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Real Economy Diplomacy is the Real Story

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Beneath the surface of the headline-grabbing political positioning at the G7 and Singapore Summit, countries are quietly cooperating to deliver low carbon resilient transition.

You will be forgiven for missing it but in the past month Europe, Canada, China, India, Brazil, Mexico, Indonesia – even the U.S. – came together in search of security and prosperity and to double-down on efforts to accelerate the transition to a low carbon economy. In May, the European Commission along with Denmark, Finland, Norway, Sweden, the Nordic Council of Ministers played host to the 9th Clean Energy Ministerial and the 3rd Mission Innovation Ministerial; and this month the first-ever Powering Past Coal working-level meeting took place in Berlin. This is what we call real economy diplomacy: countries and economic actors coming together to share ideas and provide mutual support as they rewire our economies away from fossil-fuels towards carbon neutrality.

The Clean Energy Ministerial

When the 26 member countries met at their 9th annual Ministerial their message was clear: expanding clean energy is a top priority globally. With Clean Energy Ministerial (CEM) countries accounting for approximately 90% of global clean energy investment and 75% of global greenhouse gas emissions, the CEM is an important forum for tackling climate change. At this year’s meeting in Copenhagen, The Netherlands was officially welcomed as the newest member of the forum and Poland and Argentina also attended, looking to deepen their engagement in the future. Surely a positive sign?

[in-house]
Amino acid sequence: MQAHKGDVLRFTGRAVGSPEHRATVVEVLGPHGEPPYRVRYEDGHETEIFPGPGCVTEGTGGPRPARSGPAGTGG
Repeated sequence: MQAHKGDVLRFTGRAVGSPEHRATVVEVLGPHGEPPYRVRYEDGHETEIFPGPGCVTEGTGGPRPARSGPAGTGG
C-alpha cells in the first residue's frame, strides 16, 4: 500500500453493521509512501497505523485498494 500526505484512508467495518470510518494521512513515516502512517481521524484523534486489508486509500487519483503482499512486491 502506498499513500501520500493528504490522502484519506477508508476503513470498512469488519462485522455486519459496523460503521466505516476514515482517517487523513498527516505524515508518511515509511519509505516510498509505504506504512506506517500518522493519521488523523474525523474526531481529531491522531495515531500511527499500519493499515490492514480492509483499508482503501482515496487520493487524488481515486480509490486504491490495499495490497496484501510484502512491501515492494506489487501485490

The beauty of the CEM’s model is that it combines technical working groups with annual ministerial meetings to maintain political buy-in. This could serve as a model to accelerate the transition in other regions such as South East Asia.

Each year the Ministers meet for ‘focused dialogue’ and sign-off on a few short-term “campaigns” designed to elevate a particular aspect of the transition and galvanize international support to do more. For example, the CEM’s 21st Century Power Partnership (21CPP) supports five major emerging economies – India, China, Mexico, South Africa and Brazil – to help integrate more renewable energy into their electricity grids. Concretely, this means technical workshops around renewable energy auctions, next-generation modeling practices, regulation of distributed generation and workforce development. Politically this translates into increased confidence in that country’s renewable energy target and, hopefully, increased ambition in their NDC.

This year the CEM launched new campaigns to accelerate the participation of women in the clean energy sector, promote wider adoption of long-term energy scenarios and use of energy modeling in countries with limited experience. Existing campaigns promote the sale of electric vehicles and corporate procurement of renewables. These and other campaigns illustrate how rapidly the world of energy is changing. Since its creation the CEM has become a key collaborative forum where countries can come together to reflect and share their struggles, and together with private sector partners, problem solve those thorny issues – nobody said this was going to be easy.

Mission Innovation